This technical report also recommends a focus on downlink only. That’s not a problem since LAA is intended to provide additional download capacity as a supplement to regular cellular service on licensed bands only when required. LTE already has the advantage of a more robust uplink, and the fact that most traffic is downlink today (although the proportion is changing), this brings the quickest benefits. For voice calls, I've heard from several sources that it's difficult to handle more than eight concurrent voice sessions per Wi-Fi access point because they can't be prioritised and reliably avoid jitter and dropout. Inherently LTE has that scheduling built-in, allowing it to handle hundreds of concurrent calls per sector.
Industry Consensus beats Regulatory Imposition
The IEEE would much rather that those in the industry come to a consensus rather than have an arbitrary solution imposed by regulators. Indeed, regulators often prefer that stakeholders collaborate with a recommendation that they can then adopt.
Although 3GPP does have many liaisons and partnerships with other organisations, it doesn’t have all the mechanisms in place to facilitate a collaborative approach. Some procedures will have to be put in place to work with the IEEE on this.
3GPP has a work program which schedules LAA in their Release 13, due out March 2016. That’s quite a tight timescale. In addition to 3GPP committees, the Wi-Fi Alliance will be hosting some workshops during November.
Meanwhile, some industry players are proceeding apace with LTE-U which deploys LTE in the 5GHz band without any modifications. This is legal in some countries, such as the US/Korea/Japan, but not in many others such as Europe. This would pretty much kill any Wi-Fi traffic on whatever frequencies it used because Wi-Fi backs off nicely while LTE (without LBT) won’t. Wi-Fi would then have to find other bands to use instead and dynamically switch.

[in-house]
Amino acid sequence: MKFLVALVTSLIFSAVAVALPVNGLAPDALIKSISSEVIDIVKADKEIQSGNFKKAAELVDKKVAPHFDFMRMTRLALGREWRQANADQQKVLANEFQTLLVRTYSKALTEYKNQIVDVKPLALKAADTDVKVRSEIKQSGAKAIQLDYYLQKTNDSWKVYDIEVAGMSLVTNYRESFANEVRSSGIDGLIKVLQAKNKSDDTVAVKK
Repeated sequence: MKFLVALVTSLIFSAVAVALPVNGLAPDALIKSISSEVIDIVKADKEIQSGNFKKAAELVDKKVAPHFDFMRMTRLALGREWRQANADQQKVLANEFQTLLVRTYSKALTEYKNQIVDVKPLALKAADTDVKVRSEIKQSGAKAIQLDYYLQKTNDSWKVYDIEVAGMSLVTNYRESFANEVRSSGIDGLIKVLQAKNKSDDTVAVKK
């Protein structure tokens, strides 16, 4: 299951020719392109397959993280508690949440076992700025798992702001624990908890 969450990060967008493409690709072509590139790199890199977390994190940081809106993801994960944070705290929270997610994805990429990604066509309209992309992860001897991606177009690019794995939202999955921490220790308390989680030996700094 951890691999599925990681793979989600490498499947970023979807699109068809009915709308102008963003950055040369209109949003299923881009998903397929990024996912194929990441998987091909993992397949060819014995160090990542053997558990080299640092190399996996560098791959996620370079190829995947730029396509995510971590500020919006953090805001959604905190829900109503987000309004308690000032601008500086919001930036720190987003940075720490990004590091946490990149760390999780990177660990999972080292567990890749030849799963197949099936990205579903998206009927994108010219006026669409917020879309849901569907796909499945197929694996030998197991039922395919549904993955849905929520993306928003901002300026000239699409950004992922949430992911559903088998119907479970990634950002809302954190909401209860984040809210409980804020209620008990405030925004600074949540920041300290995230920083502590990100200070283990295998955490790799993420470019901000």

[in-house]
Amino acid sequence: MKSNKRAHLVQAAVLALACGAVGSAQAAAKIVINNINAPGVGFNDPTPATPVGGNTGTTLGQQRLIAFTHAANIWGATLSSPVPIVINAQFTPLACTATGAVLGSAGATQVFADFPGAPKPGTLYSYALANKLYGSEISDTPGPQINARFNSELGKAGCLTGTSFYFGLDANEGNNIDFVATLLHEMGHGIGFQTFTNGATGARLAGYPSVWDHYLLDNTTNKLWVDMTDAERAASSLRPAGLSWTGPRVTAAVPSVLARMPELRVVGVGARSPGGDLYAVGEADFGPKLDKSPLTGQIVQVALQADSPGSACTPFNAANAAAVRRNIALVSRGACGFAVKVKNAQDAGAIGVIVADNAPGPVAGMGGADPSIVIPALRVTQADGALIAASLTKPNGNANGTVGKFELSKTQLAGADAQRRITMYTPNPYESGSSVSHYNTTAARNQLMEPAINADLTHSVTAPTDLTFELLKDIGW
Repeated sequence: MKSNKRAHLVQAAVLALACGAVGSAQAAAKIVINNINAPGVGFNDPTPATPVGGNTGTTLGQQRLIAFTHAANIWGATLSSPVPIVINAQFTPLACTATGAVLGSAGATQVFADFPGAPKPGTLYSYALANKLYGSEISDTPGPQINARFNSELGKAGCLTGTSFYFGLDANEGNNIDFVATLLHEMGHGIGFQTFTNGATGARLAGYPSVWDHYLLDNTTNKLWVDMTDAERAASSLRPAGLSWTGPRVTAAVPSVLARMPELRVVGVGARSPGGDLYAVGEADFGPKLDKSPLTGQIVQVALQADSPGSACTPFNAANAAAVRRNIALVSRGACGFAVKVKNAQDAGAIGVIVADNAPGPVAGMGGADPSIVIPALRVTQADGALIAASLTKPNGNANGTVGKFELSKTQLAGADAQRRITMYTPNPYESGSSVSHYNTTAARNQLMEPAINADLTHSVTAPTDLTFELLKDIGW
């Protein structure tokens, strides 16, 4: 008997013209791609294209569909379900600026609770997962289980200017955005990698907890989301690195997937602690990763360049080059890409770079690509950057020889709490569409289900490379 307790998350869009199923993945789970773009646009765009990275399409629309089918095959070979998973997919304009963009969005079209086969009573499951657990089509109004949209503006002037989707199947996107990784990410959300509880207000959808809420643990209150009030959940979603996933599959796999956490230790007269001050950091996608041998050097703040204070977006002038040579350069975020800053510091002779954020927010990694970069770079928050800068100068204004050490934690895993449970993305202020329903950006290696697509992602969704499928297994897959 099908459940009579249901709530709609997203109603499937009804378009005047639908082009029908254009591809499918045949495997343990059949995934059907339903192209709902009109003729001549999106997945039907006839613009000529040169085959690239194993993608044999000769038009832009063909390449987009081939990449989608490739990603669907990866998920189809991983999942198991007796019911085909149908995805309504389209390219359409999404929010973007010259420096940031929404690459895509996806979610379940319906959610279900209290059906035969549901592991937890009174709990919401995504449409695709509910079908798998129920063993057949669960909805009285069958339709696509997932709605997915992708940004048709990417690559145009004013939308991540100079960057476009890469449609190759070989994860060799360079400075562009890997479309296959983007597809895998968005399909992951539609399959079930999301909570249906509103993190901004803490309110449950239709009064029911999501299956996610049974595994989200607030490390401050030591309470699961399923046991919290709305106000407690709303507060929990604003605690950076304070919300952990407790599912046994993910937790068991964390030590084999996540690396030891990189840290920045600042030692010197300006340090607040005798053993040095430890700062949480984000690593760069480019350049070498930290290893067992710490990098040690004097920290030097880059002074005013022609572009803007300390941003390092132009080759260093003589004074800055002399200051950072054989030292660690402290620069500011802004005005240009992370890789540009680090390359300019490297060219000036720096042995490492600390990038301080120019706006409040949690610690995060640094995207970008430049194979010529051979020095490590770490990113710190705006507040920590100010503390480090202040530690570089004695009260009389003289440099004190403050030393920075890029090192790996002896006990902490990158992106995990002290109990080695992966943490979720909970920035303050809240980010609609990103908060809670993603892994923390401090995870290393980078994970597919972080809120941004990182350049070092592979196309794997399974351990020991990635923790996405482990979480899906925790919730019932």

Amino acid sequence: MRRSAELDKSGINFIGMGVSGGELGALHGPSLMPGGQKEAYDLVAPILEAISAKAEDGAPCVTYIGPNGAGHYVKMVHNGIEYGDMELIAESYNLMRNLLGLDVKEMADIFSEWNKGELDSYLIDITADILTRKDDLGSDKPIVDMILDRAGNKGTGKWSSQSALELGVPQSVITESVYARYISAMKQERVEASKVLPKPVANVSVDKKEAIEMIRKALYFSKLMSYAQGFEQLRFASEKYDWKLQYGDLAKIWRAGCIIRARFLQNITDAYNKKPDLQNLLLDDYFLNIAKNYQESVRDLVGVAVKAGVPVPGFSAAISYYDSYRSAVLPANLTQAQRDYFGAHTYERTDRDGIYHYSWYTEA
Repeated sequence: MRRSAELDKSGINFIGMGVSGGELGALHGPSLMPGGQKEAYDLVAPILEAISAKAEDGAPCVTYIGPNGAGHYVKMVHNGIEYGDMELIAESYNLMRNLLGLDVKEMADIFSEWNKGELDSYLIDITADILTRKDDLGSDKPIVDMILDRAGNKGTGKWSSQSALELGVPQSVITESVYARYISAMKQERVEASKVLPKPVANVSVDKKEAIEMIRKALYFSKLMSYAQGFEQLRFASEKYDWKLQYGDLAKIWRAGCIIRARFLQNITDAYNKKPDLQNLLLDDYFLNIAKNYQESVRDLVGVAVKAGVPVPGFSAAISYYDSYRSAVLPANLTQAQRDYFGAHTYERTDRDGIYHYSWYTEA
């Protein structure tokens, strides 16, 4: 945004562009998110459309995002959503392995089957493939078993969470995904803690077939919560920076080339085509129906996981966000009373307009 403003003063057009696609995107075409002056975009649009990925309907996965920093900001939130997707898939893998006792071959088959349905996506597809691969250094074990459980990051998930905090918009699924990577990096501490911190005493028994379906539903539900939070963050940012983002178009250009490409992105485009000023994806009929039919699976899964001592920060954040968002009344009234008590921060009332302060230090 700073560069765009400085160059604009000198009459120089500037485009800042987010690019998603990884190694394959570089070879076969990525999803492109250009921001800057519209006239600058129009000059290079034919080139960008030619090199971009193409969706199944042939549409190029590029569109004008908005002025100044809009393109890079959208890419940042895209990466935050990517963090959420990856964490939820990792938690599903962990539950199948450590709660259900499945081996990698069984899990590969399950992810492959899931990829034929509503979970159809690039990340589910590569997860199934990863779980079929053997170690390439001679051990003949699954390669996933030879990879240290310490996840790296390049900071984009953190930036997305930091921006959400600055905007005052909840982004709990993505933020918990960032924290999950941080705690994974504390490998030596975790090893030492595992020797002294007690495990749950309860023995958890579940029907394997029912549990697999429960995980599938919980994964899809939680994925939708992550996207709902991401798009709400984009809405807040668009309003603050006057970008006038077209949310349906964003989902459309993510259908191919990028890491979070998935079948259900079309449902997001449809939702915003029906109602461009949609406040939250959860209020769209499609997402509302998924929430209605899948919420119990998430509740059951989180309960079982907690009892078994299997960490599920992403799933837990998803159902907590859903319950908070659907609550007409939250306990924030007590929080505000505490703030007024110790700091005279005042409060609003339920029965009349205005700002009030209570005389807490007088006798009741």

Ericsson announced their latest major RAN software release 16A, which includes LTE-U capability as a step towards LAA. They’ve said earlier this year that their small cells would support LTE-U before end 2015, effectively just operating LTE in the 5GHz band.
But would complementary use of Wi-Fi be quicker to provide greatest community benefit?
Peter White of Rethink Research published a long and insightful opinion piece discussing the tradeoffs and still believes LAA has some fatal flaws. He points out that it will take quite some time for devices and small cells to be able to make use of LAA. There will be many operators who already make heavy use of Wi-Fi and would not want to see it deprived of full capacity or efficiency. The service may become restricted to a limited set of operators and smartphone users.
Joe Madden of Mobile Experts points out that LAA would really only benefit those operators already making large investments in Small Cells.
Others point out that making full use of Wi-Fi requires additional core network gateways, security mechanisms, management tools and other infrastructure. It’s just much easier for operators to use the same LTE network at a different frequency. The primary use case is for public area use, mostly indoors. Huawei rules out its use for residential small cells.
The LAA initiative still has quite some journey to make, but it’s definitely making progress and one to watch over the coming year ahead.
TR 36.889 - 3GPP's initial technical report on the feasibility of LAA